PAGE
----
Remove JavaFX JPMS enforcement
youngty1997 at gmail.com
Sat Apr 18 10:58:01 UTC 2020
On 4/18/20 5:01 AM, Michael Paus wrote:
> Getting started with JavaFX is made overly complicated by the fact
> that the use of the
> module system is enforced by some code in the JDK. Especially for
> beginners, who just
> want to get some small program running, this is almost always a big
> source of frustration.
> It is not very good marketing for JavaFX to make these initial steps
> such a pain. If you
> need some evidence for this statement, then just follow JavaFX on
> Stackoverflow or similar
> sites (and also this mailing list). Almost every day you can read
> frustrated posts from
> helpless people who would just like to get some JavaFX project running
> but are failing
> because they get lost in the module system jungle.
Speaking as a long time JavaFX user(literally since Java 8), I have
mostly disagree that the JPMS is hurting JavaFX.
That said, I don't think the frustration is misplaced. What you say is
true(Netbeans mailing list is fill of JavaFX issues) and the end user is
*NOT* to be blamed here.
Rather, I think what's to blame is poor documentation, JavaFX requiring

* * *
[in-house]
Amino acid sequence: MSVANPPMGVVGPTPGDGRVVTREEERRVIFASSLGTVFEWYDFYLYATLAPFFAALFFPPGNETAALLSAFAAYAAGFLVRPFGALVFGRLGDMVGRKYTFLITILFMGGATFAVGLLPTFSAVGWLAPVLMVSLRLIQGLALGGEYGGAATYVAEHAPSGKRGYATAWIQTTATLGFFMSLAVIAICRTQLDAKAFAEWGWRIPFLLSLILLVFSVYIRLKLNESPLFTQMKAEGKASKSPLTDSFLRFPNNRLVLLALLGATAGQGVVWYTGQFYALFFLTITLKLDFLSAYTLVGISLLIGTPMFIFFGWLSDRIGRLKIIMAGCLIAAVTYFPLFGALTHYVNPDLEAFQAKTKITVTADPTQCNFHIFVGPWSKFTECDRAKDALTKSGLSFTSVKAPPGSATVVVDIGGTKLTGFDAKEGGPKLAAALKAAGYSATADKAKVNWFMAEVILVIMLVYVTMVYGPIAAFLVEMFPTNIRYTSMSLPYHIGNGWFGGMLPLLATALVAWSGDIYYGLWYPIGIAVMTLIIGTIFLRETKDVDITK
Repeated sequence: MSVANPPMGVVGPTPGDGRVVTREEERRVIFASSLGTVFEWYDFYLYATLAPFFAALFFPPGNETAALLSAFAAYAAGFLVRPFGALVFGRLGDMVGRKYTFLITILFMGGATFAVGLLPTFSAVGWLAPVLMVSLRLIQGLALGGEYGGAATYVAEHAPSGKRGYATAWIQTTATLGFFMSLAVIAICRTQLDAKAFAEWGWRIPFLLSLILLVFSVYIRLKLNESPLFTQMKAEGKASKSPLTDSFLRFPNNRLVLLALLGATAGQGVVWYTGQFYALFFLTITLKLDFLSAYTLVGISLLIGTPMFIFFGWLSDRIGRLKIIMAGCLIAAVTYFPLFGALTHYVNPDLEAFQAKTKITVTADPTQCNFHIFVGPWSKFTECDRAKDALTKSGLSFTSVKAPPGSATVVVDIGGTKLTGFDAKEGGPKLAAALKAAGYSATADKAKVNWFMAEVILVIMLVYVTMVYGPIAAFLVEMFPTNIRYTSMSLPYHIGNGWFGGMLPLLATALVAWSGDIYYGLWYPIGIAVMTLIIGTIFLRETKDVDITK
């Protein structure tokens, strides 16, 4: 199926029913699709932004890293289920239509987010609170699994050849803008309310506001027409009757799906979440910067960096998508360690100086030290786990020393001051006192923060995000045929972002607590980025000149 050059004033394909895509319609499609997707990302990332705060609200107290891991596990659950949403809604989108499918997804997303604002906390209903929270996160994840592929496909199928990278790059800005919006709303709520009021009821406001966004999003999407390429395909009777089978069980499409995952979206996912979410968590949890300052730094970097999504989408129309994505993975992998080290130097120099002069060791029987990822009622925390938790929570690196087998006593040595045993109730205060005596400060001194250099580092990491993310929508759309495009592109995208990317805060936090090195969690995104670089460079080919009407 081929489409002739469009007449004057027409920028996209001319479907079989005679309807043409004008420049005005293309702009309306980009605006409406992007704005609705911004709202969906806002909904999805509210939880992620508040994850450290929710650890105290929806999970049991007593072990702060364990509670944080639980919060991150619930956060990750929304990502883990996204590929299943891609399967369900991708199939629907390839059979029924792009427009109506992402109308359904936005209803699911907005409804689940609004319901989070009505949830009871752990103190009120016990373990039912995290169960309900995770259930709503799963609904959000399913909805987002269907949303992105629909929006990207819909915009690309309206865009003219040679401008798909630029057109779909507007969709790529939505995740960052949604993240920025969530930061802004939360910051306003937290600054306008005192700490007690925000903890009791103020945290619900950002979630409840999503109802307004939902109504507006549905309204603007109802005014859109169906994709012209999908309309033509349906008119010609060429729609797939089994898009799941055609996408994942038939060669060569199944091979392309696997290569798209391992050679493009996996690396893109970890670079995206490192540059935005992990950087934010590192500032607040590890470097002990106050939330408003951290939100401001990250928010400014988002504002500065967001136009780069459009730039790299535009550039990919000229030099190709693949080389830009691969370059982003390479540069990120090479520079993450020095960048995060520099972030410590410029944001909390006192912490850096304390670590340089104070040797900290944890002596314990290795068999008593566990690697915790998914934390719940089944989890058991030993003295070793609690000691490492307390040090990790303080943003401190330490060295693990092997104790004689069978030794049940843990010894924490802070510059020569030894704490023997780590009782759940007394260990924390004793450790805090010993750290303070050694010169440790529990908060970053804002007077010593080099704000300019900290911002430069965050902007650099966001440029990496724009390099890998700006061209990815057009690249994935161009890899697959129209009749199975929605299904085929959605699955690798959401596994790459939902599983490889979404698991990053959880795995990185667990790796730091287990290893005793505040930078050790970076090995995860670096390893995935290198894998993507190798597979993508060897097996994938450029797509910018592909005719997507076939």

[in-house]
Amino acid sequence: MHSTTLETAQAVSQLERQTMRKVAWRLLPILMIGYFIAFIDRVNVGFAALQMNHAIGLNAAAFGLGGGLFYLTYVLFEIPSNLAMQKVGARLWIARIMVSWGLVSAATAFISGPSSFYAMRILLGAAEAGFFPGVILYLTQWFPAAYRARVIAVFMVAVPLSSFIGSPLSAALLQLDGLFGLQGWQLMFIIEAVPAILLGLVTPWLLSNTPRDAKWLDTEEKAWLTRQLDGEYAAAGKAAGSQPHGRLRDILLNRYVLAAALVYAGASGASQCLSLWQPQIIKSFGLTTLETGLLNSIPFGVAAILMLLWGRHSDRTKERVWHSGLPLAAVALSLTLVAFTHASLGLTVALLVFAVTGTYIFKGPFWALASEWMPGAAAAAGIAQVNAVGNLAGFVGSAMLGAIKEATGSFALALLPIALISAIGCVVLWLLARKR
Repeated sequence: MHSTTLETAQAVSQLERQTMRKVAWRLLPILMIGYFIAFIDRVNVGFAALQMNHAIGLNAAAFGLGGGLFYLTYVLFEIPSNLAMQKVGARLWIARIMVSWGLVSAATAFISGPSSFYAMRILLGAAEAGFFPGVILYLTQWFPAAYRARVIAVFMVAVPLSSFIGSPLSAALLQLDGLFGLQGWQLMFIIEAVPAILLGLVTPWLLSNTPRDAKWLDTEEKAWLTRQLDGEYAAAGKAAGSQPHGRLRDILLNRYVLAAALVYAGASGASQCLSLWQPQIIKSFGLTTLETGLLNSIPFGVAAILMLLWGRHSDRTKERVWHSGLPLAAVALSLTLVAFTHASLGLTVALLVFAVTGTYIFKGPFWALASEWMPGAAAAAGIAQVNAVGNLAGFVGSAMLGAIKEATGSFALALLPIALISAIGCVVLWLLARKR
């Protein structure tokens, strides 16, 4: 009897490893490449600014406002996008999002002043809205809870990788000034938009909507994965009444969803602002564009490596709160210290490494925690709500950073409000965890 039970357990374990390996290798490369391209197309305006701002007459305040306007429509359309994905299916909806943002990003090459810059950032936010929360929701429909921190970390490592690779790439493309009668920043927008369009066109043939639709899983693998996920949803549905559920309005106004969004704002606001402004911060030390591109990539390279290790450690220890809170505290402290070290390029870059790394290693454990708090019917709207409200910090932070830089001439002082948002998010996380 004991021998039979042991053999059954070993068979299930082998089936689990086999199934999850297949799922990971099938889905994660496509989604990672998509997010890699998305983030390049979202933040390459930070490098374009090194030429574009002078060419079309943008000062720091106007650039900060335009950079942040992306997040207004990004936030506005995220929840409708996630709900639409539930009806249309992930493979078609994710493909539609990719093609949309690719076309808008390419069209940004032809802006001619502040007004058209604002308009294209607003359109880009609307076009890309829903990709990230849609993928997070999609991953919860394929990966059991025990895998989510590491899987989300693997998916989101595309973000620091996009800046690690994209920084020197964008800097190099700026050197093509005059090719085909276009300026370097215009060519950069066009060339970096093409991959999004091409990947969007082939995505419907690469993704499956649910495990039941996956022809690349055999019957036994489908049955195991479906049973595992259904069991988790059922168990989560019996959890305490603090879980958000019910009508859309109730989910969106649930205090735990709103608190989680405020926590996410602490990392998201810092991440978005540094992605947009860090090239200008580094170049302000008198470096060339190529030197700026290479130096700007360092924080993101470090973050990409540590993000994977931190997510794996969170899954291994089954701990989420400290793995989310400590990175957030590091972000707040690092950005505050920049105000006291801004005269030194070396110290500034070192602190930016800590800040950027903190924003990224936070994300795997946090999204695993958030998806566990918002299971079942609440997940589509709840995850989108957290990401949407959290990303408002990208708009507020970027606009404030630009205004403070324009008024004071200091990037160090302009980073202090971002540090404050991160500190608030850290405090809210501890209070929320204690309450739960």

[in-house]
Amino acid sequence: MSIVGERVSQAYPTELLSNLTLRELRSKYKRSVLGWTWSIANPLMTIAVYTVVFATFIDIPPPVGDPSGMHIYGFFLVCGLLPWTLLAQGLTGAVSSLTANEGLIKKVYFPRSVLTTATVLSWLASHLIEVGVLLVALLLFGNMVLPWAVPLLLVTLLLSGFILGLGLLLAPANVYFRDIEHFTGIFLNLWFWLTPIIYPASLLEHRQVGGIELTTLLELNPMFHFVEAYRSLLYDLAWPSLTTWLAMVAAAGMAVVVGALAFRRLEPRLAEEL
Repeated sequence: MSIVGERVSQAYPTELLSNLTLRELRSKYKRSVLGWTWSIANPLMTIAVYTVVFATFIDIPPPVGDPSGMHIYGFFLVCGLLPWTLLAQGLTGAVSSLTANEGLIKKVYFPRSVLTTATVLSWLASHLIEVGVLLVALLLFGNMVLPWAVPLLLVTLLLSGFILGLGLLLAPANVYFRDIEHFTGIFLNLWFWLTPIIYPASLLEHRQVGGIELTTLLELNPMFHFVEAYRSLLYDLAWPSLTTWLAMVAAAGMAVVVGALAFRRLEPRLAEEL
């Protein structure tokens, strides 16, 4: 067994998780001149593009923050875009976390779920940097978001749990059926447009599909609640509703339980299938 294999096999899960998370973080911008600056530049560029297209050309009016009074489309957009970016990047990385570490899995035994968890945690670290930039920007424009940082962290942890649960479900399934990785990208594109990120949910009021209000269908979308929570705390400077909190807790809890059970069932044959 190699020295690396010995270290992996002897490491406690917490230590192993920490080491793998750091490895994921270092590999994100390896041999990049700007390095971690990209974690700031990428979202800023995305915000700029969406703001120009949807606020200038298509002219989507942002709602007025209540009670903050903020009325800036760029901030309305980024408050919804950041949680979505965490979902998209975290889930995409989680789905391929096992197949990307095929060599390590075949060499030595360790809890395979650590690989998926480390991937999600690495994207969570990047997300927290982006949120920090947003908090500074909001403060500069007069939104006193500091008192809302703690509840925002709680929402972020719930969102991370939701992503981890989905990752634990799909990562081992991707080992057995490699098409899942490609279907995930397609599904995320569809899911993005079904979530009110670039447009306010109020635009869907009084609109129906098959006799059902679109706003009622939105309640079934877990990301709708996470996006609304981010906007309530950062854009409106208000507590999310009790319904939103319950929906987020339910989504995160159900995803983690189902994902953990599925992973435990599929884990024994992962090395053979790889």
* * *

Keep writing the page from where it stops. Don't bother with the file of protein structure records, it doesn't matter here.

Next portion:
absurd runtime module VM arguments, and poor/buggy IDE support.
Starting with documentation, JavaFX uses reflection for things like
TableView(everyone's favorite) and CSS style sheets. While this may be
obvious for people who are more experienced, those who are not may be
very confused when they get an onslaught of error messages regarding
reflection. Better documentation on what requires reflection, why, and
how to enable it would be useful.
Likewise, the notice about having to include javafx.graphics to the
runtime module arguments here:
Apply to Maven as well, but it's under Ant for some reason. I don't know
what was changed in JavaFX 14 that now suddenly requires a runtime VM
argument, but it's a PITA and BS. End users are going to struggle with
this, and it prevents JavaFX runtime from being purely managed by Maven.
No other JavaFX version requires this, so it's mind boggling that all of
a sudden JavaFX needs this.
Poor/buggy IDE support is really the big one here. I don't know about
other IDEs but Netbeans DOES NOT provide a project template for creating
a JavaFX application with setup dependencies. Netbeans, when setup with
a Maven project, allows you to select an entire project(pom) rather than
the individual dependencies(jar) which doesn't work. What you search for
also matters: if you search for "JavaFX" you will get the wrong search
results. You need to search for "openjfx" which can be confusing.
Anyway, yeah, it's a PITA. There is also an issue with Ant based
projects and Netbeans because JavaFX puts its src.zip in a folder that
is supposed to only include the runtime library that has existed for
years(literally a 1 line fix too). No one really uses Ant anymore so
it's probably not a big deal now but yeah, getting JavaFX working hasn't
been "include and done" when it could potentially be that way.
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